Just when we thought that our coverage of Remedy’s Control for next generation consoles was complete, we received a curve ball. Twitter user Another LED pointed out that the game’s photo mode also serves to unlock the frame-rate, eliminating the 30 frames per second cap of the graphics mode and opening the door to direct comparisons of ray tracing performance between Xbox Series X and PlayStation 5. The results are intriguing, though perhaps somewhat academic.
To put it simply, dipping into Control’s photo mode freezes the current game scene and allows you to navigate around with a free camera, letting you pick your best shot at your leisure. No changes are made to the game’s rendering settings in the transition from gameplay and those settings are also the same between PlayStation 5 and Xbox Series X. So, basically, unlocking the frame-rate and ensuring that neither of them hits 60 frames per second (which effectively caps performance) opens the door to a benchmark of sorts – a like-for-like, no holds barred look at how Sony and Microsoft’s new consoles power through some exceptionally demanding workloads, rendered by one of the most forward-looking and technically impressive engines on the market.
So, what do the results show? On the face of it, the engine is well balanced to deliver a consistent 30 frames per second in the graphics mode for both systems. We can see this by looking at our now infamous PC benchmark sequence: the Corridor of Doom. We’re not quite sure why this one is so demanding on system resources, but it’s definitely problematic on PC and its challenging characteristics transfer over to the consoles. Series X renders it at 33 frames per second, PlayStation 5 at 32. This fits the narrative we’ve seen from the majority of the cross-platform titles we’ve seen to date – that the two machines are very closely matched. More specifically, in the case of Control, if there’s still overhead beyond 30fps in this most challenging of areas, that means we should comfortably coast through the vast majority of the game’s content locked at the target frame-rate – likely the effect that Remedy intended.
However, running unlocked does show varying degrees of overhead and based on over 20 matched scenarios, Series X does have a rendering advantage, which on average delivers a 16 per cent lead over PlayStation 5. We go through those scenarios in the embedded video on this page and the variation from test to test is significant – so we should emphasise that the 16 per cent figure is indeed a mean average. Some tests show an even wider margin, others see the situation close up significantly. In the video, we discuss some of the ramifications when looking over the results, but there are some enticing possibilities – CPU tests on the PC version do seem to suggest that locking to 60fps may not be a problem for the Zen 2 clusters within the new consoles and that the limit we’re seeing in our tests is GPU-based. So with that in mind, could there be an option to lower resolution, and improve frame-rate while retaining RT effects?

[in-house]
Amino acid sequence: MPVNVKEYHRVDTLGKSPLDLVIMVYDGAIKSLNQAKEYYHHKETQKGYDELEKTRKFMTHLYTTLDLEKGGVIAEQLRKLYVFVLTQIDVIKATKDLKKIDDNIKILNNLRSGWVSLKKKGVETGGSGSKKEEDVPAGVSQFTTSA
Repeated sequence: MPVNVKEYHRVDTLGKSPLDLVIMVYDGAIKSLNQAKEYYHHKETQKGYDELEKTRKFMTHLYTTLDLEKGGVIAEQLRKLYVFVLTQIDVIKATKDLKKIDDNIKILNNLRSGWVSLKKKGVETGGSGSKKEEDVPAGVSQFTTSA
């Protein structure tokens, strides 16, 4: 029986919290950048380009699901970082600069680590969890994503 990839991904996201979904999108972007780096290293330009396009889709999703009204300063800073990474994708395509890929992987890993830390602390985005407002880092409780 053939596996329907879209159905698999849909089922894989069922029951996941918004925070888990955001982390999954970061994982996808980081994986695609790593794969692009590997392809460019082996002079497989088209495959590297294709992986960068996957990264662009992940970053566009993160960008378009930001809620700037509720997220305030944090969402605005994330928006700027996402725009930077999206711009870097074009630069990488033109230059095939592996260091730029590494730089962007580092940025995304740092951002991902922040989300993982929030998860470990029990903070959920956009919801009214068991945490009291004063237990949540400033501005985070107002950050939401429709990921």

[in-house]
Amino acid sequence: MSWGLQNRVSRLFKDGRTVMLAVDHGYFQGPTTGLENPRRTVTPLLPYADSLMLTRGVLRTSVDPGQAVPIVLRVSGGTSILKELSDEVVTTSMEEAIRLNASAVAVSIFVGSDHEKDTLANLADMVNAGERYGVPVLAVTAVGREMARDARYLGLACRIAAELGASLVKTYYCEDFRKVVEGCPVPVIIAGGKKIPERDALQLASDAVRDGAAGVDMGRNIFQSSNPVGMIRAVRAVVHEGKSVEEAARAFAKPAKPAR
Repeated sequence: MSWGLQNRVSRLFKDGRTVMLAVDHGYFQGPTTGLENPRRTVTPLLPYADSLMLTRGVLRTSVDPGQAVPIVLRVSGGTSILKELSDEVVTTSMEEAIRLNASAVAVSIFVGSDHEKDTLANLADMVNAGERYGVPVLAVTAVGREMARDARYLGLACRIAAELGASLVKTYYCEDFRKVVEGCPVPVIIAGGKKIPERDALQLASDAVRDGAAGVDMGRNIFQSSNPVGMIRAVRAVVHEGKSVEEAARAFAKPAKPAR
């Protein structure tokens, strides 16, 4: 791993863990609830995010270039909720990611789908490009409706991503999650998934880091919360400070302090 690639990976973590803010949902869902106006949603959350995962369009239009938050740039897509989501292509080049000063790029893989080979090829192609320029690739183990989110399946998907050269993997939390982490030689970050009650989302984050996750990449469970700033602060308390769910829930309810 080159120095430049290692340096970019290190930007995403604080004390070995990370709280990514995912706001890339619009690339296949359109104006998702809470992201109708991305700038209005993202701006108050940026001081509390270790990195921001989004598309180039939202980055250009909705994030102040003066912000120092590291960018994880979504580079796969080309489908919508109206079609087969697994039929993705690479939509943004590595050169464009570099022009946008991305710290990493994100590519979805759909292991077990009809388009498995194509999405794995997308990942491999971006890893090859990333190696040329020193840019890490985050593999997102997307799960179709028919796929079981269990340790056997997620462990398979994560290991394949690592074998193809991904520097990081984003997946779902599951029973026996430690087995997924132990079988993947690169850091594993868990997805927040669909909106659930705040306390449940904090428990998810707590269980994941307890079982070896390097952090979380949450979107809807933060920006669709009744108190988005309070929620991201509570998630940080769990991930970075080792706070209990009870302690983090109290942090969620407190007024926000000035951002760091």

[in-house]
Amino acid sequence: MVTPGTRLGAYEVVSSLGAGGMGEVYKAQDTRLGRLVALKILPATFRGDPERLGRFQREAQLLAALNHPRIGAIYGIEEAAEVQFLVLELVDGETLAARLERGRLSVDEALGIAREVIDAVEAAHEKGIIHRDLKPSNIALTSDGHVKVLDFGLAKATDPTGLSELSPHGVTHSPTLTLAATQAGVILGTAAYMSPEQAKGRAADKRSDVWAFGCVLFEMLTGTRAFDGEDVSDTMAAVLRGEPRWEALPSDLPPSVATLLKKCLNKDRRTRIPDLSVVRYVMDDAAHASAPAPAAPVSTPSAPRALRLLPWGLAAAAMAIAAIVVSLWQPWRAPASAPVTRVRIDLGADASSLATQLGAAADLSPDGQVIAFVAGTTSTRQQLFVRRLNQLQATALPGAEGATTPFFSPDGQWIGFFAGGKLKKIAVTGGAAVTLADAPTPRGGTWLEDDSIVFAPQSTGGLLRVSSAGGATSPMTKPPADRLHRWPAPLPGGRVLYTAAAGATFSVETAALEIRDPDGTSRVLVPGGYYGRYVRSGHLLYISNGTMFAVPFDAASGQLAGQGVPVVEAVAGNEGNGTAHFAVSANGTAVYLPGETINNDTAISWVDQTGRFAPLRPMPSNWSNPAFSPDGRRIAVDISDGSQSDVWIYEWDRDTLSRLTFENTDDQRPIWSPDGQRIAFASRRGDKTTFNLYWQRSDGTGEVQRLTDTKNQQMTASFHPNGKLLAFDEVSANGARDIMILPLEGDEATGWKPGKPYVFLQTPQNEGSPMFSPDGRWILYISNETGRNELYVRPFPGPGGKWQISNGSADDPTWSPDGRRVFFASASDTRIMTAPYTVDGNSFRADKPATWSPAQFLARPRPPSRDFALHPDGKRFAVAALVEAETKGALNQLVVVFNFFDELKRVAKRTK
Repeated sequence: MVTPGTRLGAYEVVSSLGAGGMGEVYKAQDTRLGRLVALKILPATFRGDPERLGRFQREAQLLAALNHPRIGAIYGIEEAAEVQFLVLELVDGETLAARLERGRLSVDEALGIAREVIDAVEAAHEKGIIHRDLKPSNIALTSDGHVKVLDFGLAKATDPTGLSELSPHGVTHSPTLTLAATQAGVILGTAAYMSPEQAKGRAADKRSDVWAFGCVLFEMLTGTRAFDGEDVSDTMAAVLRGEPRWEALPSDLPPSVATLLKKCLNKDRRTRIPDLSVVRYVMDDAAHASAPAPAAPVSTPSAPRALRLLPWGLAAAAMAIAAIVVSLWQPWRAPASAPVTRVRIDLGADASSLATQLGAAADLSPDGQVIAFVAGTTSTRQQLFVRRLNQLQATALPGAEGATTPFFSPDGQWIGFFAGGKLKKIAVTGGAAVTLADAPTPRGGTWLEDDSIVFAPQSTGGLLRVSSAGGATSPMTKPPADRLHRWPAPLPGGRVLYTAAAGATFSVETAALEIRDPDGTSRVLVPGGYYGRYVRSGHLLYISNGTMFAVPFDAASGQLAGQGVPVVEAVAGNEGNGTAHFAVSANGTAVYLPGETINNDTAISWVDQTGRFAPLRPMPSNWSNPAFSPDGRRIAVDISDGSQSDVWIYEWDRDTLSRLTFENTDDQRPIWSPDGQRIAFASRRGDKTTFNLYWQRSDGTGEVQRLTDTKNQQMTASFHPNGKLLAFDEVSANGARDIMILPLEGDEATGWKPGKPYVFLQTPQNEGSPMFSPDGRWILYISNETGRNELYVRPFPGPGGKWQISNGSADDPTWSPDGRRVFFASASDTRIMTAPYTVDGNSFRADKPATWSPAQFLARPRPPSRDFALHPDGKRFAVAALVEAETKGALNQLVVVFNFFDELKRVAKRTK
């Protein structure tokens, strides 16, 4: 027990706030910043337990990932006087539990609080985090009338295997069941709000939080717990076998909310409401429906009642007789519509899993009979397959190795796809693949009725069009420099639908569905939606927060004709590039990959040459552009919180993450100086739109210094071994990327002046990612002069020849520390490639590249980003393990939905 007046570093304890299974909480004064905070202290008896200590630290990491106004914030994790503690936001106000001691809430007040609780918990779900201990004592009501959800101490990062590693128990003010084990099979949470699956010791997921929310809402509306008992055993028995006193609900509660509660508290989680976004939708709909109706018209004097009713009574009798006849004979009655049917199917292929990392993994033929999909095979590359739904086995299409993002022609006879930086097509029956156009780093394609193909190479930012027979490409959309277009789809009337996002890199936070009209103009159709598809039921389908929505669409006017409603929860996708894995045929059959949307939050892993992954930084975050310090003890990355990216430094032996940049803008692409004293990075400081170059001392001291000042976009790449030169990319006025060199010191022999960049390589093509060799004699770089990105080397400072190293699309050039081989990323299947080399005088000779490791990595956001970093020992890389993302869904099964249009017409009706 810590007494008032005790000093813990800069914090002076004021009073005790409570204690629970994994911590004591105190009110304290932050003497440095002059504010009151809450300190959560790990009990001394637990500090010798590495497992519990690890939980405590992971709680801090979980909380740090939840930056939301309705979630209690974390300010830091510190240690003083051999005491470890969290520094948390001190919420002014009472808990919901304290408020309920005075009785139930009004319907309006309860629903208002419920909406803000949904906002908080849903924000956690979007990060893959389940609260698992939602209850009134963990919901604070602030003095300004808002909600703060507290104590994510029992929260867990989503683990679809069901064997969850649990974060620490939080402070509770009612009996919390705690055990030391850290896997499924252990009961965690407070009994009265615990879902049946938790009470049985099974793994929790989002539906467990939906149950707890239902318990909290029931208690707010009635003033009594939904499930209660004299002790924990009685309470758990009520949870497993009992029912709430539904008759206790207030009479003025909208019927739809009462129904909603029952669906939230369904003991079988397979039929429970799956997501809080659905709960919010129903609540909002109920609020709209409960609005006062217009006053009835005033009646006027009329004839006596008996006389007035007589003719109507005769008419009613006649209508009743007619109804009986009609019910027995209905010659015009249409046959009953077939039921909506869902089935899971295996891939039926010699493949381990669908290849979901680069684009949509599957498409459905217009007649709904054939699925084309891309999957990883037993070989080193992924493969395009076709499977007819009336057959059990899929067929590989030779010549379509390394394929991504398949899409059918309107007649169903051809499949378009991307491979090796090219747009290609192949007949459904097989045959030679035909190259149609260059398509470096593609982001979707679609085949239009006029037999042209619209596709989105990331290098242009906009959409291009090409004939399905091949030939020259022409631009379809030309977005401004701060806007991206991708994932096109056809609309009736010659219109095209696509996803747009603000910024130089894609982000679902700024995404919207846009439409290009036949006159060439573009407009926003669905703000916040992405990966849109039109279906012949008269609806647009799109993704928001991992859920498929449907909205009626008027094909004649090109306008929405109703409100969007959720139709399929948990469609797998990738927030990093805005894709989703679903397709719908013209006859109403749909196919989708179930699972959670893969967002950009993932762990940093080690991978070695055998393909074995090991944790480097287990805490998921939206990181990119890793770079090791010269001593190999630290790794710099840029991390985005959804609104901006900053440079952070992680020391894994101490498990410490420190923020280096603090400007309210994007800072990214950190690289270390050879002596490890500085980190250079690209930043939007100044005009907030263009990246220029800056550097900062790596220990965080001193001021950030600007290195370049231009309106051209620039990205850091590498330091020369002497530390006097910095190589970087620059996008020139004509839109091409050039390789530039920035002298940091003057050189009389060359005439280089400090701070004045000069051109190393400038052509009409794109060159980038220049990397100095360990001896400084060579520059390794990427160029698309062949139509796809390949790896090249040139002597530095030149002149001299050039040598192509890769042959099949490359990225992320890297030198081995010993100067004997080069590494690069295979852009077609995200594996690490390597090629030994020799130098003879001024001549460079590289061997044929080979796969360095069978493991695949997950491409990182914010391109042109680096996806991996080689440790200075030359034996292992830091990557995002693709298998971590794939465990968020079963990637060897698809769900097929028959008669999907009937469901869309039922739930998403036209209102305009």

The notion of stacking up extra game options – all of which would need to be developed and tested – may add too much to a smaller developer’s workload, but an advanced menu with appropriate user warnings on stability could open up some level of PC-style flexibility that would benefit experimental players in several ways. First of all, trading pixels for frames could potentially deliver a high frame-rate RT experience to console players, something that is only the preserve of PC users in the here and now. Secondly, a configurable frame-rate cap or full unlock (with selectable 60/120Hz display outputs) could also allow users with HDMI 2.1 displays to improve their RT experience, whether that’s via variable refresh rate or a 40fps cap in a 120Hz refresh. And finally, there’s the notion of forward compatibility – providing options that may not be hugely desirable in the here and now, but could prove hugely beneficial when Control is revisited on the hardware of tomorrow. We’ve seen a number of games with rendering options that didn’t make much sense at launch, but which have proven transformative when revisited on more modern console hardware.
However, in the here and now, the results seen here are indeed largely academic – unlocking frame-rate demonstrates more raw horsepower on the Xbox side in ray tracing scenarios within Control, but even if it were deployed in-game, it would not address the occasional stutter issues exhibited on the Microsoft platform, which is the only noticeable difference we could see between the two systems in our initial tests. Still, there are some interesting results in the photo mode ‘benchmark’ even if it is still early days. And it’s important to keep in mind just how early it is in the current console generation: game makers are still finding their feet with the new consoles, development tools are far from mature and just getting good software out of the door in the current environment is challenging enough as is. Do check out the photo mode though – freeze-framing the game and examining the scene in more detail is a great way to appreciate Control and the visual achievements of the remarkable Northlight engine.